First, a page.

Wednesday, March 28, 2012


{1 - 5, Venice; 6, rainy day in Trieste; 7, 8, Castello di Miramare; 9, 10, How to walk in Venice; 11, say hi to my fake Venetian boyfriend.}

Monday, March 26, 2012


An entire roll of Portra 160 I took in Venice and Trieste has a thin red line through every picture - oh well! (Top tip: Portra 160 + Venice = perfect.) I'm going to take it back to the lab since I don't see the line on the negatives and it's not a light leak - hopefully it's something that happened during processing and can be re-done. So annoying because I really want to show you those photos...

The upside is that I realised none of the photos worked if I cropped them and cropped the line out - so my composition skills must not be too bad!

{Hydrangeas in Trieste after a Monday rain shower. (I retouched out the line on this one, but life is too short to do that 36 times.}

Sunday, March 25, 2012


 Paolo Roversi shoots Prada for Vogue Italia. I love the mix of colour sliced with black and white.

Deborah Turbeville for Vogue Italia Couture supplement (which I've never seen in England?) Valentino Couture - wow. Turbeville also shot the spring/summer 12 Valentino campaign, which I love for its natural dappled light and shadows. Models who look like humans in natural poses who happen to be wearing devastatingly beautiful dresses. (In an archaeological ruin?) When you come across it in a magazine, it stands out through its subtlety against all the other digitally enhanced bright and glossy campaigns.

{Instagram snaps posted here for the benefit of the iphone-less.}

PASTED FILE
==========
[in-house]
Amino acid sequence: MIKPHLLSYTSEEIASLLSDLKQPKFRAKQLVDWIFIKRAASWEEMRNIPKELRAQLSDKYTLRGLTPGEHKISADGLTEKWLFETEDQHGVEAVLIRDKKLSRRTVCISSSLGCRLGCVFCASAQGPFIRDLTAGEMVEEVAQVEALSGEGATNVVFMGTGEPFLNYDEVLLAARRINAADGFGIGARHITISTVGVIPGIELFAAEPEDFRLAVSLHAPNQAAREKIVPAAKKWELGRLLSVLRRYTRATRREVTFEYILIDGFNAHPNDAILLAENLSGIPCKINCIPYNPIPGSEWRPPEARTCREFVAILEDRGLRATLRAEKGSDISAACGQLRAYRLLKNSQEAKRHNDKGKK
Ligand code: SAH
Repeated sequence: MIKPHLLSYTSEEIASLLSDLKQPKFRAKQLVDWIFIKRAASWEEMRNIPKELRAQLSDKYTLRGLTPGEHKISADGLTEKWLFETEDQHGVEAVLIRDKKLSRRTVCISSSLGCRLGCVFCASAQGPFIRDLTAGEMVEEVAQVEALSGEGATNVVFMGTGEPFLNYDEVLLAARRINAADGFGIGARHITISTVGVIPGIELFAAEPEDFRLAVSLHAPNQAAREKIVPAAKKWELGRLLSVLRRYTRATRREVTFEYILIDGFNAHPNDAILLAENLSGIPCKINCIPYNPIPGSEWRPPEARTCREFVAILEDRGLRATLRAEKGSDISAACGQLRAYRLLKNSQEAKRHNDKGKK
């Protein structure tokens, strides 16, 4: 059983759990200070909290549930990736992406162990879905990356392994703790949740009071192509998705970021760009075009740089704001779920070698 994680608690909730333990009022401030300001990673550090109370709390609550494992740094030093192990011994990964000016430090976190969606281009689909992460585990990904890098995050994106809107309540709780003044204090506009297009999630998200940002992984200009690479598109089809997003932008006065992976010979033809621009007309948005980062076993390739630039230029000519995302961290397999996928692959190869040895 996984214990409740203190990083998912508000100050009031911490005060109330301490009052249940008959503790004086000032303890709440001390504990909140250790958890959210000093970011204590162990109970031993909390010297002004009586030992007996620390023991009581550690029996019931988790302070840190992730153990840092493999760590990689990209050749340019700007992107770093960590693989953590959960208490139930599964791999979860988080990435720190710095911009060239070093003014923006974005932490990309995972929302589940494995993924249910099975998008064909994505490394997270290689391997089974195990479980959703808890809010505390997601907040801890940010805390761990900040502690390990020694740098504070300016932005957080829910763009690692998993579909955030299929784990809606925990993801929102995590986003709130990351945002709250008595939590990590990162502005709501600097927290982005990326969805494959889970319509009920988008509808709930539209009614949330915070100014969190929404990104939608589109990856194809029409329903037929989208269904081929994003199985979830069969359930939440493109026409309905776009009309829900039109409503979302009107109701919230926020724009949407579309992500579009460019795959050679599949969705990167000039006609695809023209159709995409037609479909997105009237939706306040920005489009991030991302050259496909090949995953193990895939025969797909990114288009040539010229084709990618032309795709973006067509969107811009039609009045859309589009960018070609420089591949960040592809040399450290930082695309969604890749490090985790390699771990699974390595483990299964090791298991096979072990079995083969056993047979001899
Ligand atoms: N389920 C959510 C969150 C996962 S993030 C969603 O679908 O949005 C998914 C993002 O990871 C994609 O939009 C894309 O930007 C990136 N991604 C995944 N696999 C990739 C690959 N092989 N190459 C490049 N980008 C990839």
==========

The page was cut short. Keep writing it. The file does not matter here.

Thursday, March 22, 2012


Whenever I come back from Venice, after first thinking about how I miss my friends, I think about the food I can't eat anymore!

I have a lot of Instagram photos I didn't post on there during my trip - but sometimes it's just not possible to take a photo with the camera (though I have 2 rolls of film to be developed), especially in an exhibition or somewhere you're not supposed to take photos - so I'll be posting those orphan Instagrams here in the next few days.

But first - I'm hungry!

From top: pink grapefruit gelato; spritz in Trieste; porchetta at Da Pepi; a pitstop in Gradisca d'Isonzo for aringa con polenta (they have tripe on Tuesdays); linguine with bottarga; Mr G's oranges on Monday, Mr G's oranges on Tuesday; cicchetto with artichoke and fish eggs; the last spritz.

Saturday, March 17, 2012

?. . .

{p.s. In the next few days I'll be posting on Instagram and intermittently on Twits...}

Sunday, March 11, 2012


The last winter photos from a roll I shot in Regent's park when it snowed, and on winter walks in Greenwich park.

Bonjour spring.

Friday, March 09, 2012


It makes me very happy to rejuvenate clothes. I always go by the principle of quality over quantity and I'm surprised at how many people still don't get this. Buy three well made, but relatively expensive, pieces of clothing per year, wear them for ten years vs. buying a whole new wardrobe every season from the high street: Guess which is more economical?